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Melania Trump Less Influential in Campaign Than Jill Biden: Poll


Americans believe first lady Jill Biden is more influential in her husband’s presidential campaign than former first lady Melania Trump is in her husband’s, according to a new poll.

Former President Donald Trump is expected to secure his party’s nomination next week at the Republican National Convention (RNC), while the Democratic National Convention (DNC) is set for August as Biden has rejected calls from some in his party to withdraw from the race.

The poll, which provides insight into how Americans view the current and former first ladies ahead of the 2024 presidential election, was conducted by Redfield & Wilton Strategies (redfieldandwiltonstrategies.com) on behalf of Newsweek. It surveyed 1,500 eligible voters in the U.S. on July 8. It has a margin of error of plus or minus 2.53 percentage points.

Jill Biden more influential Melania Trump: Poll
Former first lady Melania Trump attends an event in Washington, D.C., on September 3, 2020. First Lady Jill Biden delivers remarks during an event at the White House on April 27, 2022, in Washington, D.C….


Drew Angerer/Getty Images; Anna Moneymaker/Getty Images

The poll asked respondents how important Jill Biden and Melania Trump are “in the decision-making around” their husband’s campaigns. Fifty-two percent of respondents said that Jill Biden is either “very” or “fairly” important to decision-making in the Biden campaign, while only 13 percent said they believed she is “not at all important” in decision making.

Meanwhile, 32 percent said they believe Melania Trump is “very” or “fairly” important to decision making in the Trump campaign, with 33 percent saying they do not believe she is important to decision making.

Katherine Jellison, a professor at Ohio University who is an expert on first ladies, told Newsweek on Thursday that the poll results aren’t surprising.

“Jill Biden has been a higher-profile first lady and politician’s spouse than Melania Trump ever was, and Dr. Biden is seemingly more enthusiastic about playing both of those roles than Mrs. Trump,” she said.

She noted that first ladies can have “a great deal of influence on campaign decisions.”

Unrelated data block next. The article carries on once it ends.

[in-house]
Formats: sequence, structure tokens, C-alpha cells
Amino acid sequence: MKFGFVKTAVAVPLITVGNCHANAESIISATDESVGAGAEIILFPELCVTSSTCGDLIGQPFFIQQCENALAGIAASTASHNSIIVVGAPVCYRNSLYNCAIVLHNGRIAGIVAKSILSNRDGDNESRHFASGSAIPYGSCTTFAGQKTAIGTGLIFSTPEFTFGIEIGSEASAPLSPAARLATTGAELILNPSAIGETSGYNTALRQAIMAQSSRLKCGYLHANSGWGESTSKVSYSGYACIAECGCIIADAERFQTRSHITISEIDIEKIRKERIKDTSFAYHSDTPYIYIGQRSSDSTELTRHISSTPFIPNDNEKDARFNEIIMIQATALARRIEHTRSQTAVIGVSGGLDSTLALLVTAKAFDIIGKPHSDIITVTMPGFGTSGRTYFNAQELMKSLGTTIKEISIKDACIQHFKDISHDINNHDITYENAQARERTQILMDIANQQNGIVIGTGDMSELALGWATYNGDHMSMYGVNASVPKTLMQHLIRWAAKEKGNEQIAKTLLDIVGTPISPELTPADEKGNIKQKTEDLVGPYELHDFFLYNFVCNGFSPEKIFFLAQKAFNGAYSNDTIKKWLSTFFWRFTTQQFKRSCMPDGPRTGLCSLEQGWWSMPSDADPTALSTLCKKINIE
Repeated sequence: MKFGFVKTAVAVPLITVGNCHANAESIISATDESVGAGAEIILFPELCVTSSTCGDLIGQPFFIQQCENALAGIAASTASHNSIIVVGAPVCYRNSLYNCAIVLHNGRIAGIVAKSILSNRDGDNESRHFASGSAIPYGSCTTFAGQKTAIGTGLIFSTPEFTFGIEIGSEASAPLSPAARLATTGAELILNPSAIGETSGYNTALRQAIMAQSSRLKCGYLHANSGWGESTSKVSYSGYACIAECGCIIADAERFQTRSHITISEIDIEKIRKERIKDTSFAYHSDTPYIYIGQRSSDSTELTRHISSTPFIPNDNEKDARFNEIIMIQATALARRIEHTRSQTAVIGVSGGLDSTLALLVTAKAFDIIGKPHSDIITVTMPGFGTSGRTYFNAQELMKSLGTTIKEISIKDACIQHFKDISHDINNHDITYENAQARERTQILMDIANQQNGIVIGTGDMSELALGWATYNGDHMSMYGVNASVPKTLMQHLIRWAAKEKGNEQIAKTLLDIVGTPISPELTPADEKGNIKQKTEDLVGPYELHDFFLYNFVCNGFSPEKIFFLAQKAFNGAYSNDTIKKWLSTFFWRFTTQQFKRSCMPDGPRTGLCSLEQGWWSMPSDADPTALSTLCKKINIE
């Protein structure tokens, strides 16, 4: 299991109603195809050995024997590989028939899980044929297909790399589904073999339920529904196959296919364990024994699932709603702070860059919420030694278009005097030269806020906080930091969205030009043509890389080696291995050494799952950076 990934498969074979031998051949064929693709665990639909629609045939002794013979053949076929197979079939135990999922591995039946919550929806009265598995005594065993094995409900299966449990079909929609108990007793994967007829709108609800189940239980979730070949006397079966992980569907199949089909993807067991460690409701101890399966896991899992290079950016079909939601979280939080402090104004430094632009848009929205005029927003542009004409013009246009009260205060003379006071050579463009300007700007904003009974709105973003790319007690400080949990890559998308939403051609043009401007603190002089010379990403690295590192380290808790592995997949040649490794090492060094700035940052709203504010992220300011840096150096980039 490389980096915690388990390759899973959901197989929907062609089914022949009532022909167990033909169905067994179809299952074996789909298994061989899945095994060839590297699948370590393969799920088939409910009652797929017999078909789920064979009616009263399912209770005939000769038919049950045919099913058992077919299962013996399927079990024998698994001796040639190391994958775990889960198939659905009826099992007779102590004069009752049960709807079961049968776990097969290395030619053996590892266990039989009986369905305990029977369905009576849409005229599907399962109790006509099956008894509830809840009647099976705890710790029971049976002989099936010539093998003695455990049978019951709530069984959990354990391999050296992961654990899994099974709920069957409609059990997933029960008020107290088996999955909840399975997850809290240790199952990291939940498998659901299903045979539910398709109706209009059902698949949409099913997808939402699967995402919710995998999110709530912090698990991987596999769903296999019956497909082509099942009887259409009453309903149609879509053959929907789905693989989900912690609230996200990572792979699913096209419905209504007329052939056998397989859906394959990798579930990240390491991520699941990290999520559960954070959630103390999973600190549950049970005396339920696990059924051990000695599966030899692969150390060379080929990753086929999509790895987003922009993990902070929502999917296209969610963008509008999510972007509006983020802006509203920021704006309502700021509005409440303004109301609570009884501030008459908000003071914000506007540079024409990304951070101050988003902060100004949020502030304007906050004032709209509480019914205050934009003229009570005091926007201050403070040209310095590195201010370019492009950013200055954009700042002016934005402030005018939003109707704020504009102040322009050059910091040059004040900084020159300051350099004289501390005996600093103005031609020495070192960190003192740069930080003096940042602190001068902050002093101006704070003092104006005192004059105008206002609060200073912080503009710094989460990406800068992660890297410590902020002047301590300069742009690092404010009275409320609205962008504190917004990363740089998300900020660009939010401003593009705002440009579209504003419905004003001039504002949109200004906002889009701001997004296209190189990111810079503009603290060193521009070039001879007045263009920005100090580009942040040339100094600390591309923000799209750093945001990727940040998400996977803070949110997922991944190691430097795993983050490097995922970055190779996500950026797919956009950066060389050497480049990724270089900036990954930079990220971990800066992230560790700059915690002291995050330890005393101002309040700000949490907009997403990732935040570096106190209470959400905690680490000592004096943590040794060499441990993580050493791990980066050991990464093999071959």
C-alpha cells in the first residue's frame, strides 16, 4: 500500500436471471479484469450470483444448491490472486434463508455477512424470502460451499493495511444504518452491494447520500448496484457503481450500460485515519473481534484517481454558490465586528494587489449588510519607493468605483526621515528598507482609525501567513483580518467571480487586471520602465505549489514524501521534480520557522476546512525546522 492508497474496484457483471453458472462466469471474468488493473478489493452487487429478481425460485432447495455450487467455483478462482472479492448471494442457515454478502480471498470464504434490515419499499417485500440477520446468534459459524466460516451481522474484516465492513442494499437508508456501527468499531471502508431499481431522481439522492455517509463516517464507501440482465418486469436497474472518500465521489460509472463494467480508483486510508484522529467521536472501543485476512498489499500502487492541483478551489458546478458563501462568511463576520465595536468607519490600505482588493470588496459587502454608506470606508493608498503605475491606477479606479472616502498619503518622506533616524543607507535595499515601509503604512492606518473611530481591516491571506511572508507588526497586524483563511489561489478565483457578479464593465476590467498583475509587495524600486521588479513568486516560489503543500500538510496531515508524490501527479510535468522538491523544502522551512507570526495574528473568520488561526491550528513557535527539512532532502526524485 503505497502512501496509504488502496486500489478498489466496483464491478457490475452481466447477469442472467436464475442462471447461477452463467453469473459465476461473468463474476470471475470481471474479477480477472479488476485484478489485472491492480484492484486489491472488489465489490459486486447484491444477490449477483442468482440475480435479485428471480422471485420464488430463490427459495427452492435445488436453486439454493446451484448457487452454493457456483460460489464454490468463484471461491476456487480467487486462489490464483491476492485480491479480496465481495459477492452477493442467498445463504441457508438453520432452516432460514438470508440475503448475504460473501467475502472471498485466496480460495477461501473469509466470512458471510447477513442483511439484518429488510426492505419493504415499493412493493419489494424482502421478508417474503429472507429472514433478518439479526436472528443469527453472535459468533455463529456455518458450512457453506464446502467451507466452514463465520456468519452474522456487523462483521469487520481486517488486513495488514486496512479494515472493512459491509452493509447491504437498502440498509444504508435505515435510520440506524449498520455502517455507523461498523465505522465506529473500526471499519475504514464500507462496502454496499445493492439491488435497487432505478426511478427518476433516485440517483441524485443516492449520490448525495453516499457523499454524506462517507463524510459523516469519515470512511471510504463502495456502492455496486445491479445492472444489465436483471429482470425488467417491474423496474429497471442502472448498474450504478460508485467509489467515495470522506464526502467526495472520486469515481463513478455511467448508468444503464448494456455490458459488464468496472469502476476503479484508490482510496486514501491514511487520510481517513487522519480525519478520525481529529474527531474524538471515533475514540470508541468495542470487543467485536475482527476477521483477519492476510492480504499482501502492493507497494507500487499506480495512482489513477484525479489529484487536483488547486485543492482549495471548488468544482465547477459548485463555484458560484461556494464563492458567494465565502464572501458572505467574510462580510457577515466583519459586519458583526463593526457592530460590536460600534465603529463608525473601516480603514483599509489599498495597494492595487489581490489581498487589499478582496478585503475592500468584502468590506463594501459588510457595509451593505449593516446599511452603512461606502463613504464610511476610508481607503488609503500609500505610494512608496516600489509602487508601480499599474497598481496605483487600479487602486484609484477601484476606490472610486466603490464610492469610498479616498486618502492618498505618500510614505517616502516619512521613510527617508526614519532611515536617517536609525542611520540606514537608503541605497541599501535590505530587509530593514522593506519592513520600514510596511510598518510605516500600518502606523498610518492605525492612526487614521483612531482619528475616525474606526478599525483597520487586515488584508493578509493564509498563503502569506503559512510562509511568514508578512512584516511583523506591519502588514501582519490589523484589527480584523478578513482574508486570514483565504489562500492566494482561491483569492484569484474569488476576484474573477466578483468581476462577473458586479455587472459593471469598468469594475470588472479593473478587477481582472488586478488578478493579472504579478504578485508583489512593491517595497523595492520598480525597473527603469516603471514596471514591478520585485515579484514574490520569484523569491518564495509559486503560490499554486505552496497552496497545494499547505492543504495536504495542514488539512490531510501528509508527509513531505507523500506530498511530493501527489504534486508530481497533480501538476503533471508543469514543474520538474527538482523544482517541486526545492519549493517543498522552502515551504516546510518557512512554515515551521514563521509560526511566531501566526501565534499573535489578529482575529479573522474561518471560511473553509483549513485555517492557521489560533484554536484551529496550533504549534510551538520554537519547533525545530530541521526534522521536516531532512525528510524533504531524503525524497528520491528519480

“Eleanor Roosevelt encouraged her husband [Franklin Roosevelt] to run for an unprecedented fourth term,” she added.

“Lady Bird Johnson helped her husband [Lyndon Johnson] make the decision to pull out of the 1968 race. And Hillary Clinton stood by her husband [Bill Clinton] and vouched for his character when critics called for him to drop out of the race in 1992 over accusations of his marital infidelity.”

Newsweek reached out to the Biden and Trump campaigns for comment via email.

Sixty-three percent of Biden 2020 voters and 53 percent of Trump 2020 voters said they believe Jill Biden is either “fairly” or “very” important in the campaign’s decision making.

Meanwhile, 27 percent of Biden 2020 voters and 44 percent of Trump 2020 voters said they believe Melania Trump is either “fairly” or “very” important in the Trump campaign’s decision making.

With less than four months until Election Day, Melania Trump has garnered attention for being less involved in the campaign than in 2016 or 2020. She has largely avoided public events and media appearances, instead hosting a handful of private fundraisers.

She has held two fundraisers for the Log Cabin Republicans, a conservative group that advocates for LGBTQ+ rights. In the most recent fundraiser in July, she raised $1.4 million for the group.

Jill Biden has taken a different approach, more frequently appearing at campaign events. She has launched an outreach effort to target members of the U.S. military, which could be a key voting group in the 2024 election. She has also had a more public presence in the media, recently appearing in Vogue magazine.

Political analysts have suggested that she might be one of the few people who could convince her husband to step aside from the race amid concerns about his age following his performance in the debate against Trump last month.

However, she has continued to voice support for his reelection bid, telling Vogue this month that the campaign “will not let those 90 minutes define the four years he’s been president.”